Random Projects and Experiments that didn’t make it into my actual portfolio!

These are projects that are either ongoing or documented poorly, abandoned for something more interesting, or are things that I am currently working on but not yet finished.

Data.mil-WW1 Bombing visualized – 2016

Github Repo: https://github.com/readywater/data-mil-THOR-example/
This was a quick weekend project spun out of an open data initiative we put together at DDS. It was a collaboration between myself (application/design) and Brandon (converting dataset to geojson) with goal of demonstrating what a weekend project using data.mil released data looked like.
What I learned: Tangible demos of infrastructural or policy outcomes are powerful.


DC Daze – 2016

Github Repo: https://github.com/readywater/dcdaze & https://github.com/readywater/dcdaze2
Used as a project to learn Principle and Swift. A simple event aggregator quickly designed and implement as an application playing off of 80s and Spacejam themes.
What I learned: Silly projects still require a good process, and you can’t get a code review without writing some code.

Data Science class sketchbook – 2016

Github repo: https://github.com/readywater/GA-datasci/
A set of ipython notebooks and scripts written in preparation for the data science program at General Assembly. Hopefully useful to someone else who is exploring this path too, especially from the self-taught/non-quant angle.
What I learned: Keeping a living code sketchbook while learning throughout the class massively helped in reinforcing my understanding. It was hard work, but in the end was a massive return


Sonified Sourdough – 2015 (Abandoned)

Github Repo: https://github.com/readywater/culture-monitor
An experiment to see what I can detect from sourdough starter (i.e. the culture of yeast and lactobacillus), and how that might play into a musical composition (max/msp/jitter). Fun, messy, prone to mold.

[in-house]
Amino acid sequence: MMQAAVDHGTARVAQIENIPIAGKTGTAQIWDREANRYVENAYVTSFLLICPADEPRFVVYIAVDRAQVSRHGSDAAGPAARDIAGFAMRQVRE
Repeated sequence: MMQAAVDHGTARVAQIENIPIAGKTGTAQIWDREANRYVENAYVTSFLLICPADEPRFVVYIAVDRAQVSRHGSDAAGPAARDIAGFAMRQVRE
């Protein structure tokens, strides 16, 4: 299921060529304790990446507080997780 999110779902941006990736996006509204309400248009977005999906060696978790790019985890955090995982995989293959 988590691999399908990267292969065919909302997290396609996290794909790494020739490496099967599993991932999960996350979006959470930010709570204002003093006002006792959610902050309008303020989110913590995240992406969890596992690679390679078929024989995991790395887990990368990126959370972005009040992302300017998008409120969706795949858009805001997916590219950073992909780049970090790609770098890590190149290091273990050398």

What I learned: Collecting data from biological things is hard but fun.

Screen Shot 2015-07-26 at 11.04.24 AM

QuNeo 2 Shruthi – 2015

Git repo: https://github.com/readywater/qu2shru
Max/MSP patch to give me fluid control over an analog synthesizer via a touch and velocity sensitive midi interface. Also a big “starter kit” for doing any kind of project with the QuNeo.
What I learned: Midi signal mapping is tedious but rewarding. Make templates.


Monoam – 2014

Git Repo: https://github.com/readywater/monoam
Quick demo for the Eyeo Conference 2014, showing a tool we’ve been developing at IDEO called Noam. I controlled a robotic xylophone (basically a solonoid array and a toy xylophone) via a Monome 128 programmed as a sequencer, and a small web-app programmed to ‘drum’ on the bass notes.
What I learned: Messaging frameworks are your friend. But most importantly, always bring a demo.


Throne Speech – 2013

Throne Speech is a public art installation that will be displayed from July 5th to 7th at Nathan Phillips Square as part of the Toronto Outdoor Art Exhibit, a multi-day art festival that sees over 100,000 visitors and substantial press coverage.